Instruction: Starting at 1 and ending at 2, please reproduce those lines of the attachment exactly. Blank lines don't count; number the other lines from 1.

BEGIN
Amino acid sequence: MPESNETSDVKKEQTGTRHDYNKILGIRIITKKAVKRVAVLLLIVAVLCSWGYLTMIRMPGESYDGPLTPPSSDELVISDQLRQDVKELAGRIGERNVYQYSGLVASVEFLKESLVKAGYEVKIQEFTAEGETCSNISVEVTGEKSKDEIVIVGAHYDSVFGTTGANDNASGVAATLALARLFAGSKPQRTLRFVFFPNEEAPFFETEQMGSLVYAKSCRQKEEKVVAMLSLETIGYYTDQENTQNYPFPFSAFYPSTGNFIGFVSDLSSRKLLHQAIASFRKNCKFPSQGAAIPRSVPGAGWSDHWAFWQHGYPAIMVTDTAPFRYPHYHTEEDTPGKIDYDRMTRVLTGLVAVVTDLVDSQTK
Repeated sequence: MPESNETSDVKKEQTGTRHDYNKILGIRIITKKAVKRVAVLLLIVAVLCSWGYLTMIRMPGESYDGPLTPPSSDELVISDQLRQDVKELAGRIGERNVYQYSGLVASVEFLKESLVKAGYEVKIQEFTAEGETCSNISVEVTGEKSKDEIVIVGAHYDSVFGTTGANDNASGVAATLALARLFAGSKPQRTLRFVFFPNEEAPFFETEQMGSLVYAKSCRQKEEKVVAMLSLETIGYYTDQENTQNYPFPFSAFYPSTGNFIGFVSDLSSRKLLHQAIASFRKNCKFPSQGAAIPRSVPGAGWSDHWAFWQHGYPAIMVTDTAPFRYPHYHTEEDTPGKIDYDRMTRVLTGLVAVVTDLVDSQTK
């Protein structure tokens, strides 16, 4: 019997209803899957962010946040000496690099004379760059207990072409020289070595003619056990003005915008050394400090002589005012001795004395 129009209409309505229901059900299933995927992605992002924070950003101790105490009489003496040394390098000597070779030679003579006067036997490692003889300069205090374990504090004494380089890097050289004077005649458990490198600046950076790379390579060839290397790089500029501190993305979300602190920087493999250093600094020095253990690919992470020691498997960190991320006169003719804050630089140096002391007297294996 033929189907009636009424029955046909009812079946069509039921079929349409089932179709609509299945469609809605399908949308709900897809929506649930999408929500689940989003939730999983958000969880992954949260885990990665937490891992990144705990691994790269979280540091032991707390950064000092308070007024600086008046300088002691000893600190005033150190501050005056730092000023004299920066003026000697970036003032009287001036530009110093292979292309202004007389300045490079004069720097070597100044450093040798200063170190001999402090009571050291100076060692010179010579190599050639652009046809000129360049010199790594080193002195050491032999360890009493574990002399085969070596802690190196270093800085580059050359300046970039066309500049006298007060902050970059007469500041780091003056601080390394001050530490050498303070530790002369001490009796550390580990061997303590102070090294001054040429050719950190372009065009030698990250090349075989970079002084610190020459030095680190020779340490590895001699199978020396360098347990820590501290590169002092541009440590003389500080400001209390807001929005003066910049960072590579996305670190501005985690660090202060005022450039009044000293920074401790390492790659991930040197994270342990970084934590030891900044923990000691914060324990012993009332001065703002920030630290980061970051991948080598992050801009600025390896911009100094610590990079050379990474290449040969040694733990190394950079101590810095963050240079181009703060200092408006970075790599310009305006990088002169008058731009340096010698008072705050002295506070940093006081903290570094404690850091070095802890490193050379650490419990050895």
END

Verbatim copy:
Amino acid sequence: MPESNETSDVKKEQTGTRHDYNKILGIRIITKKAVKRVAVLLLIVAVLCSWGYLTMIRMPGESYDGPLTPPSSDELVISDQLRQDVKELAGRIGERNVYQYSGLVASVEFLKESLVKAGYEVKIQEFTAEGETCSNISVEVTGEKSKDEIVIVGAHYDSVFGTTGANDNASGVAATLALARLFAGSKPQRTLRFVFFPNEEAPFFETEQMGSLVYAKSCRQKEEKVVAMLSLETIGYYTDQENTQNYPFPFSAFYPSTGNFIGFVSDLSSRKLLHQAIASFRKNCKFPSQGAAIPRSVPGAGWSDHWAFWQHGYPAIMVTDTAPFRYPHYHTEEDTPGKIDYDRMTRVLTGLVAVVTDLVDSQTK
Repeated sequence: MPESNETSDVKKEQTGTRHDYNKILGIRIITKKAVKRVAVLLLIVAVLCSWGYLTMIRMPGESYDGPLTPPSSDELVISDQLRQDVKELAGRIGERNVYQYSGLVASVEFLKESLVKAGYEVKIQEFTAEGETCSNISVEVTGEKSKDEIVIVGAHYDSVFGTTGANDNASGVAATLALARLFAGSKPQRTLRFVFFPNEEAPFFETEQMGSLVYAKSCRQKEEKVVAMLSLETIGYYTDQENTQNYPFPFSAFYPSTGNFIGFVSDLSSRKLLHQAIASFRKNCKFPSQGAAIPRSVPGAGWSDHWAFWQHGYPAIMVTDTAPFRYPHYHTEEDTPGKIDYDRMTRVLTGLVAVVTDLVDSQTK